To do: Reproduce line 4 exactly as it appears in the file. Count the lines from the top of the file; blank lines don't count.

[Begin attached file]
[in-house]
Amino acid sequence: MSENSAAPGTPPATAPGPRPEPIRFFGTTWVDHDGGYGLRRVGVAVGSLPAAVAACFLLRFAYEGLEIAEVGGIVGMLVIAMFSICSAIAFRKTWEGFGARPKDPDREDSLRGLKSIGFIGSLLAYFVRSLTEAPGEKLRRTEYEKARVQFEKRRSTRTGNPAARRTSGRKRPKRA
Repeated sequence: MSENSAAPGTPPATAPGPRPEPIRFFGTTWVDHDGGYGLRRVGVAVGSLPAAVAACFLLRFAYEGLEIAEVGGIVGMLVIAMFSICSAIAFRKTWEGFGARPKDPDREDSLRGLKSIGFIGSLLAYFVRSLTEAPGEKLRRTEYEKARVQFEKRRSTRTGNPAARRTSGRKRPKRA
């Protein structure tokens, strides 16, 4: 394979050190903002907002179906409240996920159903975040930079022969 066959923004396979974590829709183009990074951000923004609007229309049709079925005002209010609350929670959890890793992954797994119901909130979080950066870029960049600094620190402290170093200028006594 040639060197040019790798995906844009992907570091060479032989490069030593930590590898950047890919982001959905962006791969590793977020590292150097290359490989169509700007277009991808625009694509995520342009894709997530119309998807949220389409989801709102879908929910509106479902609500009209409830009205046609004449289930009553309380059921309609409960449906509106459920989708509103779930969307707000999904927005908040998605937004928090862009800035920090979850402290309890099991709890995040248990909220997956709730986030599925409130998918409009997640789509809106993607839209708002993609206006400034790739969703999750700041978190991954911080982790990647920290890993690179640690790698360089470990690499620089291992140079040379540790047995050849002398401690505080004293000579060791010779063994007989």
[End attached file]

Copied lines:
């Protein structure tokens, strides 16, 4: 394979050190903002907002179906409240996920159903975040930079022969 066959923004396979974590829709183009990074951000923004609007229309049709079925005002209010609350929670959890890793992954797994119901909130979080950066870029960049600094620190402290170093200028006594 040639060197040019790798995906844009992907570091060479032989490069030593930590590898950047890919982001959905962006791969590793977020590292150097290359490989169509700007277009991808625009694509995520342009894709997530119309998807949220389409989801709102879908929910509106479902609500009209409830009205046609004449289930009553309380059921309609409960449906509106459920989708509103779930969307707000999904927005908040998605937004928090862009800035920090979850402290309890099991709890995040248990909220997956709730986030599925409130998918409009997640789509809106993607839209708002993609206006400034790739969703999750700041978190991954911080982790990647920290890993690179640690790698360089470990690499620089291992140079040379540790047995050849002398401690505080004293000579060791010779063994007989």